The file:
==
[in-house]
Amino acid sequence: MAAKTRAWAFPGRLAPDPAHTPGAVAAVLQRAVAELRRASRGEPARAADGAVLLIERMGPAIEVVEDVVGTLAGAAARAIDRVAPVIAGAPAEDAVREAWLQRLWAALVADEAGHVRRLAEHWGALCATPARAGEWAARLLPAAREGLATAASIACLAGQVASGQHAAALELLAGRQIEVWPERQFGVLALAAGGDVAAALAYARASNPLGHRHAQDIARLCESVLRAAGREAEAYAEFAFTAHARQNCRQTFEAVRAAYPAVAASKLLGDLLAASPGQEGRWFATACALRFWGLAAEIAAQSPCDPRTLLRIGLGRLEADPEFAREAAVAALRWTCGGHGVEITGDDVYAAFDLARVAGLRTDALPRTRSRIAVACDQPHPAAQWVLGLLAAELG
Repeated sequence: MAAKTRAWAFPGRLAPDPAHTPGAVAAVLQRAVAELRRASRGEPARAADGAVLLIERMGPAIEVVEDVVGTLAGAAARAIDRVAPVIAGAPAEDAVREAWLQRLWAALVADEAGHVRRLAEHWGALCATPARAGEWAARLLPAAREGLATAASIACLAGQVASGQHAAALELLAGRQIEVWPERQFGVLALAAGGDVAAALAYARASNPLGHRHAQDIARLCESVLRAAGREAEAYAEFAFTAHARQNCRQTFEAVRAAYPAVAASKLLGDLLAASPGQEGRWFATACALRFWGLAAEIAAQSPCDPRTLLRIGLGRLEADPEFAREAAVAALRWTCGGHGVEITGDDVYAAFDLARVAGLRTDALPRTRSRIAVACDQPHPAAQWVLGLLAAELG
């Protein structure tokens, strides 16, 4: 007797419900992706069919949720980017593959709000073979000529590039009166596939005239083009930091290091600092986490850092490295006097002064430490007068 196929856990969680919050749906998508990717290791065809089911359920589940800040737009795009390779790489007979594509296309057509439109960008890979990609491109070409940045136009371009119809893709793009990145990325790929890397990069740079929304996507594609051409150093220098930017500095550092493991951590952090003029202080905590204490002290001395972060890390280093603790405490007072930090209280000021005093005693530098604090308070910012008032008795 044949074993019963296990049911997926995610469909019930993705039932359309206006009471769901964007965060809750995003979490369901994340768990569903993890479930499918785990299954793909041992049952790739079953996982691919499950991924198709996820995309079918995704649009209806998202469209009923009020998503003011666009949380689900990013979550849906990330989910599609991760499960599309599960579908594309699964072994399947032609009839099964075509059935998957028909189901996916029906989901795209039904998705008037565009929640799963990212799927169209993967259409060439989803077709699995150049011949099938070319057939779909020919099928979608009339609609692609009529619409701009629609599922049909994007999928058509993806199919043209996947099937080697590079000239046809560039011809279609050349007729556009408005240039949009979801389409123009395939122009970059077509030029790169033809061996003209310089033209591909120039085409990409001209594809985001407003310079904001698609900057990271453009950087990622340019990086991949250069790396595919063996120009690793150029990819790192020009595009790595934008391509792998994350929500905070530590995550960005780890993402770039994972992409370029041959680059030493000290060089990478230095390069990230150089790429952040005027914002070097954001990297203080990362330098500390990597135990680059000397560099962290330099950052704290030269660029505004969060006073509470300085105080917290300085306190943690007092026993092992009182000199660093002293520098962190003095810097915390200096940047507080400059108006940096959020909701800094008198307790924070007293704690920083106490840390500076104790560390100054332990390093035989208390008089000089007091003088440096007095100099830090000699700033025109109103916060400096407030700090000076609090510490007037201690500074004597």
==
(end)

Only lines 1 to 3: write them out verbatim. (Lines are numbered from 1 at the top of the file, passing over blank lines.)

[in-house]
Amino acid sequence: MAAKTRAWAFPGRLAPDPAHTPGAVAAVLQRAVAELRRASRGEPARAADGAVLLIERMGPAIEVVEDVVGTLAGAAARAIDRVAPVIAGAPAEDAVREAWLQRLWAALVADEAGHVRRLAEHWGALCATPARAGEWAARLLPAAREGLATAASIACLAGQVASGQHAAALELLAGRQIEVWPERQFGVLALAAGGDVAAALAYARASNPLGHRHAQDIARLCESVLRAAGREAEAYAEFAFTAHARQNCRQTFEAVRAAYPAVAASKLLGDLLAASPGQEGRWFATACALRFWGLAAEIAAQSPCDPRTLLRIGLGRLEADPEFAREAAVAALRWTCGGHGVEITGDDVYAAFDLARVAGLRTDALPRTRSRIAVACDQPHPAAQWVLGLLAAELG
Repeated sequence: MAAKTRAWAFPGRLAPDPAHTPGAVAAVLQRAVAELRRASRGEPARAADGAVLLIERMGPAIEVVEDVVGTLAGAAARAIDRVAPVIAGAPAEDAVREAWLQRLWAALVADEAGHVRRLAEHWGALCATPARAGEWAARLLPAAREGLATAASIACLAGQVASGQHAAALELLAGRQIEVWPERQFGVLALAAGGDVAAALAYARASNPLGHRHAQDIARLCESVLRAAGREAEAYAEFAFTAHARQNCRQTFEAVRAAYPAVAASKLLGDLLAASPGQEGRWFATACALRFWGLAAEIAAQSPCDPRTLLRIGLGRLEADPEFAREAAVAALRWTCGGHGVEITGDDVYAAFDLARVAGLRTDALPRTRSRIAVACDQPHPAAQWVLGLLAAELG